3.  Vary the distances to help the hitter understand delaying the barrel if they’re early
  4.  Vary the distances to help the hitter understand early barrel entry/barrel turn if they’re late
  5.  Change the angles of the pad to help hitters understand how to direct the barrel to all fields

What You Need for The "Outsider Bat" Drill

  1. An insider bat
  2. A football blocking pad

Obviously, not everyone has a football blocking pad, but a couch cushion will work just fine.

Think of a hitting flaw you've heard of. Now, what do you think is one of the most common flaws? Over and over when our highest level clients come into train they struggle with one thing. Almost all of them struggle to pull the ball in the air and keep it fair. Most of them hook the ball, roll their hands over, and top-spin pulled balls. Luckily for us at BR/SR, fixing pull side power issues is pretty much our specialty. Because of this, it's simple for our high-level athletes to make the adjustments needed to give their 'hook', the hook.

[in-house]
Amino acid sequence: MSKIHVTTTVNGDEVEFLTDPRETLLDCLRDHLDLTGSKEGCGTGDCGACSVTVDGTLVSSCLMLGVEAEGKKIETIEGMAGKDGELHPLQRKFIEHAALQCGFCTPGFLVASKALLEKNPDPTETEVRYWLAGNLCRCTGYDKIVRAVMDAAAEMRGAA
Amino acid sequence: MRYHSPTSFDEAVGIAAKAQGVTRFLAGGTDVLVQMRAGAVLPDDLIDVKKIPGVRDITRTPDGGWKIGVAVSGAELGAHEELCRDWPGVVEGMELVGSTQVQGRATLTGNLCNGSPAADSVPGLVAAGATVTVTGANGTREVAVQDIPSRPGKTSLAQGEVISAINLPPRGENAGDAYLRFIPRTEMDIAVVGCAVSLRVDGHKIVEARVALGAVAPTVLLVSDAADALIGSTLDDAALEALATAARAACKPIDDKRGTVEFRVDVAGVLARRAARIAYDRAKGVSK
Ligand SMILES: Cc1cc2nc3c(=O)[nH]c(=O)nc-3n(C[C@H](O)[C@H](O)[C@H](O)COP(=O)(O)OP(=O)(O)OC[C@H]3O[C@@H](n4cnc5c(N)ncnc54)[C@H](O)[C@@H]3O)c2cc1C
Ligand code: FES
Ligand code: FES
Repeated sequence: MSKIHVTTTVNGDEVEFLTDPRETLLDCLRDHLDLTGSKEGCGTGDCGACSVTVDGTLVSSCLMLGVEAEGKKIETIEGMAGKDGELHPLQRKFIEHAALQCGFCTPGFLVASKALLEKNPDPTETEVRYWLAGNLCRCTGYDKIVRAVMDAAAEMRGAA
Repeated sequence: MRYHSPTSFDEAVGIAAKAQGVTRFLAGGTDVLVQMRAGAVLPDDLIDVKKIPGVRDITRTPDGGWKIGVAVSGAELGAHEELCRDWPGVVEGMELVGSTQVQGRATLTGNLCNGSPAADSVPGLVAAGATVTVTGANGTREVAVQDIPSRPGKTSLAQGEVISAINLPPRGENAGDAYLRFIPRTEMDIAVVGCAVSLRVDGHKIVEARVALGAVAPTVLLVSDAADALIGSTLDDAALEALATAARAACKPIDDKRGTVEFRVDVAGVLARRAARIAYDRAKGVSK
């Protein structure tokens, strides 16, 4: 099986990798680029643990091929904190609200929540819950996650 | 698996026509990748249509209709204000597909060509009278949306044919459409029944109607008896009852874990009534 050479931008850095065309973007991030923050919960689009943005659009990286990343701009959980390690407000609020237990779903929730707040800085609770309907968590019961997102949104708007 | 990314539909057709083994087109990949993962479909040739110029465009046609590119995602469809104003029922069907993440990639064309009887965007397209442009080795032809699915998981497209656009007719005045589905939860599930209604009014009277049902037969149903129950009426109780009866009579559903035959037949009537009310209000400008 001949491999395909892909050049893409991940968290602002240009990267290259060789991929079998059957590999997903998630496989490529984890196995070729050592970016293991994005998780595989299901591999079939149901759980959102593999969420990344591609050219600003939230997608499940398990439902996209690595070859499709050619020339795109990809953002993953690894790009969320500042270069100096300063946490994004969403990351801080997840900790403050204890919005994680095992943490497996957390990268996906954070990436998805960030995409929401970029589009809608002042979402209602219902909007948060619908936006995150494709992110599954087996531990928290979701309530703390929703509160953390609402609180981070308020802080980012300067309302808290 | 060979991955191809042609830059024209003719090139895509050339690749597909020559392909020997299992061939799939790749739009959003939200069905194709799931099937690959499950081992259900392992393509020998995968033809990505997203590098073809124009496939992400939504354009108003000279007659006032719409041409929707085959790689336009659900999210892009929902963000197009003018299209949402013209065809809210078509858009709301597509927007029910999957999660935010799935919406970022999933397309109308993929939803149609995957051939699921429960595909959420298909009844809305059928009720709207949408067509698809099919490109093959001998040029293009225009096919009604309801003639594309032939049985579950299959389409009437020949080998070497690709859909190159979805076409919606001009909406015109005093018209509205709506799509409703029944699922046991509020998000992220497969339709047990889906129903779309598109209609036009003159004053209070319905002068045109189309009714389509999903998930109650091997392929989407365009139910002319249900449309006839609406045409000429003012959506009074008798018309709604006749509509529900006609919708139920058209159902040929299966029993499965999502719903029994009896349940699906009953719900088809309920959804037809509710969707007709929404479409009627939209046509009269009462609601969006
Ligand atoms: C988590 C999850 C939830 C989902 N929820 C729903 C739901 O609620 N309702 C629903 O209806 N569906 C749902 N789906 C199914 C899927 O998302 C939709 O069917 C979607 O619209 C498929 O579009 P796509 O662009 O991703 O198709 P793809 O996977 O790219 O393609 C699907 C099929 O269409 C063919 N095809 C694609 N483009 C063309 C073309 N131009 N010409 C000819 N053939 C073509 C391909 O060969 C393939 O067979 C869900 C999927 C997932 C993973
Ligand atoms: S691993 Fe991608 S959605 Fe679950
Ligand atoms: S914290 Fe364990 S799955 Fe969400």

Everyone knows what that hard-hit ball feels like that juuuuuust hooks foul. Nothing is more frustrating than turning a double or a home run into a strike. Often times, that ball the hitter pulled foul is the best and most hittable pitch they'll get in that at-bat. Giving those extra-base hits away is a team killer, especially with runners on base.

Another interesting issue that arises from the inability to keep inside pitches fair is how the pitchers attack hitters. Pitchers will eventually figure out which hitters pull across their bodies and hook balls foul. They can feed inside locations to get an easy strike and get ahead of these types of hitters, which opens up their off-speed arsenal. Any way you look at it, the symptoms of hooking the ball are easy to see and easy to exploit.

Now that you've learned the symptoms hooking the ball, the causes of the hook and the 4 cures we use at BR/SR to fix the hook get to work! I know that if you take the time to read this article, and then do the drills inside of it either with your team, your young player, or yourself that you will see results. The pull side balls will be straighter, have more carry, and most importantly, stay fair! Often in lessons, I say, "Hands high and let it fly!". If you perfect these drills and put it into your game swing, the fans will say "Oh my!" as you trot around the bases.